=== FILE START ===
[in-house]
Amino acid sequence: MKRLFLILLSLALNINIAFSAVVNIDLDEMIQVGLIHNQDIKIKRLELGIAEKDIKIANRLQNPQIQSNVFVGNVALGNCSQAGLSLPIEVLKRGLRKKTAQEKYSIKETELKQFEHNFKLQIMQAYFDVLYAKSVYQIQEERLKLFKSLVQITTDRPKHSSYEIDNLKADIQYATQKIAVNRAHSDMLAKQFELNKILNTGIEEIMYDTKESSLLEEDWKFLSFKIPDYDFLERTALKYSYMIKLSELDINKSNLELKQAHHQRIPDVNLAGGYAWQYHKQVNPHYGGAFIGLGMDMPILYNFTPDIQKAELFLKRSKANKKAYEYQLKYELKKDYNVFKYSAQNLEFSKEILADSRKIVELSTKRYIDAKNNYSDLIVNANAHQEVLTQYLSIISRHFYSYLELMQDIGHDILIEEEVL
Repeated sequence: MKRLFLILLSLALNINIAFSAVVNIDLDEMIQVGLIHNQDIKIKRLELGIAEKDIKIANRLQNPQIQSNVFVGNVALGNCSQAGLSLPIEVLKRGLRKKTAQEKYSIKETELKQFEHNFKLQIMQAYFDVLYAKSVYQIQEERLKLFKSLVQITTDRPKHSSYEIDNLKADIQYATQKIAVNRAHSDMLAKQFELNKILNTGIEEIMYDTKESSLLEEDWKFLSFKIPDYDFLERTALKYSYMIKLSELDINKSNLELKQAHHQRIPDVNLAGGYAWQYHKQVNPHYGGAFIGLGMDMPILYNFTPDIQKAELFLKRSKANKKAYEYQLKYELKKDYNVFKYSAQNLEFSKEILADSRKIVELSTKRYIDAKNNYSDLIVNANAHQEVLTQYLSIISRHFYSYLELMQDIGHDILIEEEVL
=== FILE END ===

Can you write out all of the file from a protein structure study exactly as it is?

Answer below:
[in-house]
Amino acid sequence: MKRLFLILLSLALNINIAFSAVVNIDLDEMIQVGLIHNQDIKIKRLELGIAEKDIKIANRLQNPQIQSNVFVGNVALGNCSQAGLSLPIEVLKRGLRKKTAQEKYSIKETELKQFEHNFKLQIMQAYFDVLYAKSVYQIQEERLKLFKSLVQITTDRPKHSSYEIDNLKADIQYATQKIAVNRAHSDMLAKQFELNKILNTGIEEIMYDTKESSLLEEDWKFLSFKIPDYDFLERTALKYSYMIKLSELDINKSNLELKQAHHQRIPDVNLAGGYAWQYHKQVNPHYGGAFIGLGMDMPILYNFTPDIQKAELFLKRSKANKKAYEYQLKYELKKDYNVFKYSAQNLEFSKEILADSRKIVELSTKRYIDAKNNYSDLIVNANAHQEVLTQYLSIISRHFYSYLELMQDIGHDILIEEEVL
Repeated sequence: MKRLFLILLSLALNINIAFSAVVNIDLDEMIQVGLIHNQDIKIKRLELGIAEKDIKIANRLQNPQIQSNVFVGNVALGNCSQAGLSLPIEVLKRGLRKKTAQEKYSIKETELKQFEHNFKLQIMQAYFDVLYAKSVYQIQEERLKLFKSLVQITTDRPKHSSYEIDNLKADIQYATQKIAVNRAHSDMLAKQFELNKILNTGIEEIMYDTKESSLLEEDWKFLSFKIPDYDFLERTALKYSYMIKLSELDINKSNLELKQAHHQRIPDVNLAGGYAWQYHKQVNPHYGGAFIGLGMDMPILYNFTPDIQKAELFLKRSKANKKAYEYQLKYELKKDYNVFKYSAQNLEFSKEILADSRKIVELSTKRYIDAKNNYSDLIVNANAHQEVLTQYLSIISRHFYSYLELMQDIGHDILIEEEVL